(Adds details from decision, background, case citation)
April 12 (Reuters) - A federal appeals court on Tuesday revived a long-running class-action lawsuit accusing Pfizer Inc of misleading shareholders about the safety of its Celebrex and Bextra pain-relieving drugs.
The 2nd U.S. Circuit Court of Appeals in Manhattan said a lower court judge erred in excluding testimony by Daniel Fischel, a former University of Chicago Law School dean hired as an expert by the shareholders to assess potential damages.
It also said the judge erred in finding that no reasonable jury could find Pfizer liable for statements made by G. D. Searle & Co and Pharmacia Corp, which previously made Celebrex and Bextra.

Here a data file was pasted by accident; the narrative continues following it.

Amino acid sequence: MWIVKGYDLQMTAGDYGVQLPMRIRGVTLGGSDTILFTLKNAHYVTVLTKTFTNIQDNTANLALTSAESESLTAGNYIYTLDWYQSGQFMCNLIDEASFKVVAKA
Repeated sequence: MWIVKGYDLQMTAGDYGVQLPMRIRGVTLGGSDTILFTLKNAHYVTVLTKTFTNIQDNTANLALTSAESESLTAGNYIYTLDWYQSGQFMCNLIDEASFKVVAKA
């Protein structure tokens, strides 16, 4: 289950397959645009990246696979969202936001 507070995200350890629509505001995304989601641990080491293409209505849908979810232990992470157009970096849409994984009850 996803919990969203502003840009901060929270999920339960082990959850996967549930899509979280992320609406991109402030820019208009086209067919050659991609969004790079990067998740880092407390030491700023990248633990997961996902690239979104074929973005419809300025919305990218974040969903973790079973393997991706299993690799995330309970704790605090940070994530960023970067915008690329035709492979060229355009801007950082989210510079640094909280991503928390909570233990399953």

Pfizer did not immediately respond to requests for comment. A lawyer for the plaintiffs had no immediate comment.
Concerns about the safety of Celebrex and Bextra mounted after the release of medical studies in late 2004, when rival Merck & Co withdrew its own Vioxx drug because of associated cardiovascular risks.
Shareholders of Pfizer accused the New York-based company of having concealed tests that began in 1998 regarding the safety of Celebrex and Bextra, and which indicated similar risks.
Pfizer pulled Bextra from the U.S. market in April 2005. It agreed in September 2009 to pay $2.3 billion to settle a U.S. Department of Justice probe into the marketing of drugs including Bextra.
The lawsuit covered investors who bought Pfizer stock between Oct. 31, 2000 and Oct. 19, 2005, a period in which the company's market value slid by more than $100 billion.
Tuesday's decision returns the shareholder lawsuit to U.S. District Judge Laura Taylor Swain in Manhattan. Swain had dismissed the case in July 2004.
The case is In re: Pfizer Inc Securities Litigation, 2nd U.S. Circuit Court of Appeals, No. 14-2853.
(Reporting by Jonathan Stempel in New York; Editing by Chizu Nomiyama and Jonathan Oatis)